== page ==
Europe can make 30% emissions cuts, EU figures show

Connie Hedegaard April 2011_Picnik.jpg

A 30% cut in greenhouse gas emissions is possible by 2020 if Europe meets its efficiency targets, according to the maths used by Climate Commissioner Connie Hedegaard.

But no-one in the Commission will say this publicly for two reasons. 

One is that the dry figures involved hint at a well-known and still simmering dispute between the European Commission's climate and energy departments – DG Clima and DG Energy.

The other is that a lack of inter-departmental coordination has turned the issue into a technical dog's dinner.

Number discrepancies

Officially, the Commission's climate department maintains that a 25% reduction in planet-warming gases by 2020 is possible – if only the EU's goal of a 20% improvement on energy efficiency is also met.

Page 55 of the impact assessment detailing its Low Carbon Roadmap for 2050 projects an energy consumption rate in Europe of 1,740 Million tonnes of oil equivalent (Mtoe) by 2020.

By stark contrast, Page 2 of the communication accompanying the Energy Efficiency Plan, drawn up by DG Energy, predicts that just 1,600 Mtoe will be consumed by 2020.

Commission officials confirm that the 140 Mtoe discrepancy occurred because the scenarios used in the Low Carbon Roadmap do not assume an achievement of the 20% energy efficiency target, perhaps because it is not legally binding.

But if it were achieved, DG Clima's maths shows that the assumed 25% cut in atmosphere-baking gases would in fact be bounced up five points, to 30%.

This is because the Commission's mathematical model values one Mtoe at two Million tonnes of CO2 (Mt CO2) and so 140 Mtoe = 280 Mt CO2. In 1990, the baseline year for the EU's 2020's targets, CO2 emissions were 5,567 Mt CO2. If you divide 280 into 5,567, you will get 5% of the total CO2 emissions for 1990.

A 'politically sensitive' issue

The discrepancy is recognised by officials within the Commission, although none of those contacted by EURACTIV would go on the record with a comment.

One EU source described the issue as "politically sensitive". 

"There are a lot of political problems here," he said.

EURACTIV understands that both the energy and climate directorates of the Commission used the PRIMES model to calculate their figures.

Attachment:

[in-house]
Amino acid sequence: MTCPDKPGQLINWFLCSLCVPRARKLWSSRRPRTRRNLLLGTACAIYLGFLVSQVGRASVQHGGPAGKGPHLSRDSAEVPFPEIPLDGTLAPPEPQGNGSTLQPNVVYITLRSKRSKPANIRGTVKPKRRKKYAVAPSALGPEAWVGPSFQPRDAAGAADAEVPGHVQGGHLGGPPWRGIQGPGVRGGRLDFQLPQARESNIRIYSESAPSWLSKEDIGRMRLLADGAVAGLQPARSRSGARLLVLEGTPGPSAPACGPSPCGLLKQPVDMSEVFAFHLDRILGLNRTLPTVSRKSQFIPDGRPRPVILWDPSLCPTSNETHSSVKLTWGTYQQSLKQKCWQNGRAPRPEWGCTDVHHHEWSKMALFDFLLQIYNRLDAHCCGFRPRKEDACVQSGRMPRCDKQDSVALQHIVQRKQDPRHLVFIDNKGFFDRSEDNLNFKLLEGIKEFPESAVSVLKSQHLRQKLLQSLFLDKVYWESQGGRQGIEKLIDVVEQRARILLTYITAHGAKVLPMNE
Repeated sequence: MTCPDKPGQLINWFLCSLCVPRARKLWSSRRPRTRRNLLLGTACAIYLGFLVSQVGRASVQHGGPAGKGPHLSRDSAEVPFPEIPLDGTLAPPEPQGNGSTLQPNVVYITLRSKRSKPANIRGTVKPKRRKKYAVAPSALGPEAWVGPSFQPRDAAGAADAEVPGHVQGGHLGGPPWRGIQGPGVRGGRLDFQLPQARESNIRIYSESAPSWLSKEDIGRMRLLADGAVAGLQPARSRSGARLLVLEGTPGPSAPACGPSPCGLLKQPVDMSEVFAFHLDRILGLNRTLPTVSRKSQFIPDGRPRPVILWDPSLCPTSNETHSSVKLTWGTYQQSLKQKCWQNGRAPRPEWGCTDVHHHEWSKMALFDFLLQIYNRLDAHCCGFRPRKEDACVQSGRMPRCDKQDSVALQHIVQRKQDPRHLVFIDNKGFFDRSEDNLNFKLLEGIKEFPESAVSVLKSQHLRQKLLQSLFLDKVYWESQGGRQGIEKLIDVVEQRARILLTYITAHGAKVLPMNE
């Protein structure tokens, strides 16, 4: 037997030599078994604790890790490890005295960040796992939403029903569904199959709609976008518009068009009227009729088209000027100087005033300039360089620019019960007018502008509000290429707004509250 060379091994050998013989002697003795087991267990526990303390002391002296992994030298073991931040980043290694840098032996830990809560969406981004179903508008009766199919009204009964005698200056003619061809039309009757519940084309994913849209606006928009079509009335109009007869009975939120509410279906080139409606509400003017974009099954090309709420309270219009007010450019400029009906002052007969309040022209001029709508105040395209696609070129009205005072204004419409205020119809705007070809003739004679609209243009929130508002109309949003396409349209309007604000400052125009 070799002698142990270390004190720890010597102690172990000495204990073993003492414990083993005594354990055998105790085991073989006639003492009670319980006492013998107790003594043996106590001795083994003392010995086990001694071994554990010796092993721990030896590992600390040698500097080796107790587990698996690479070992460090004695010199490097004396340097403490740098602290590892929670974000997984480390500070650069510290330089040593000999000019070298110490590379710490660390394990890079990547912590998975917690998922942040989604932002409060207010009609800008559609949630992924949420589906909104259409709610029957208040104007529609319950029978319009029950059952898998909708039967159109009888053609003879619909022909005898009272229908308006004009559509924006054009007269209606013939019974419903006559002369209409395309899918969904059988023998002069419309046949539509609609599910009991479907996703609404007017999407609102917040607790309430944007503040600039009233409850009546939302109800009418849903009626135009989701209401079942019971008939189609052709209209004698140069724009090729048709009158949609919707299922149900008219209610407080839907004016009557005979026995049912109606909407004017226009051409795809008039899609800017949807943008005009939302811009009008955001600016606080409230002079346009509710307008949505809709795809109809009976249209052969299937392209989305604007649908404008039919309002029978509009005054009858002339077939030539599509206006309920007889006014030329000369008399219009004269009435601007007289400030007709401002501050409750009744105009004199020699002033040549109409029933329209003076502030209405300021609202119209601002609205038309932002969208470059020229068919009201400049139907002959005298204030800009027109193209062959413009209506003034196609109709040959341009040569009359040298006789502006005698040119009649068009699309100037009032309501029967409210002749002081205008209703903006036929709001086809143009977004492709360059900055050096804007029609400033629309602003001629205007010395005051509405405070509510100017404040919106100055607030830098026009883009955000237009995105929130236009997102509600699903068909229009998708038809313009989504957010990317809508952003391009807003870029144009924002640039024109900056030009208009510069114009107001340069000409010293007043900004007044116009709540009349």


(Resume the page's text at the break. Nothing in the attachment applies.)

But co-ordination between the two DGs was affected by long-standing tensions.

According to one official, DG Energy was "very reluctant" to work with DG Clima on any statistics that could be used to link energy efficiency with emissions reductions, including the energy consumption figures used in the Roadmap's Impact Assessment.

Their skittishness masked a core policy disagreement.

Energy Commissioner Günther Oettinger favours maintaining the EU's current 20% emissions reduction target for 2020, which he sees as the maximum that can be achieved without a "de-industrialisation" of Europe.

But Climate Commissioner Connie Hedegaard wants it raised to help the EU's longer-term goal of 80-95% cuts by 2050.

This is the minimum that scientists believe is needed to avoid more than two degrees of global warming, which could be catastrophic.

CO2 emissions in the EU-27 countries have already fallen substantially since 1990 and, although picking up again after the recession, may still be on course to exceed the official target of a 20% reduction by 2020.

Green cheers

Environmentalists heralded the prospect of their reaching 30% with joy. Brook Riley of Friends of the Earth, who discovered the statistical anomaly with Arianna Vitali of World Wildlife Fund, described it as a "breakthrough".

"This is Commission proof that we can do 30% domestically," he enthused, "not with offsetting or 15% here and 15% somewhere with a phoney CDM credit. It is 30% in Europe and it's not an NGO saying it, it's the Commission."

All that was needed, he argued, was for a strong energy efficiency directive in June to recommend that the EU's efficiency targets be made binding.

In a reaction to EURACTIV's article, Connie Hedegaard's spokesperson, Isaac Valero-Ladron, admitted that that "the Low Carbon Economy roadmap modelling does not assume that the indicative Energy Efficiency target is automatically met".

However, he adds that "the indication in the article that implementing the 20% efficiency target would lead to 30% emission reductions is incorrect as it mixes up targets and measures. It assumes that a carbon price would be in place to reach 25%, which is not the case, and then adds energy efficiency on top of that".

"The roadmap impact assessment (p.55) includes a detailed calculation showing that reaching the 20% indicative energy efficiency target would in principle enable GHG emission reductions of 25%, but not 30%," Valero-Ladron said.

In March 2007, EU heads of state and government endorsed the first EU energy action plan and called on the European Commission to prepare a new action plan for the post-2010 period.

Some offshoots of the current action plan have included far-reaching energy liberalisation proposals, the climate and energy package and the Strategic Energy Technology Plan (SET Plan).

The 'Europe 2020' strategy proposal, presented by the Commission in March 2010, incorporated the 2020 climate goals in its flagship initiative to promote a resource-efficient Europe.

Last May, EU ministers gave their first views on the upcoming EU energy strategy for 2011-2020, agreeing that it should be ready for endorsement by EU leaders in March 2011.


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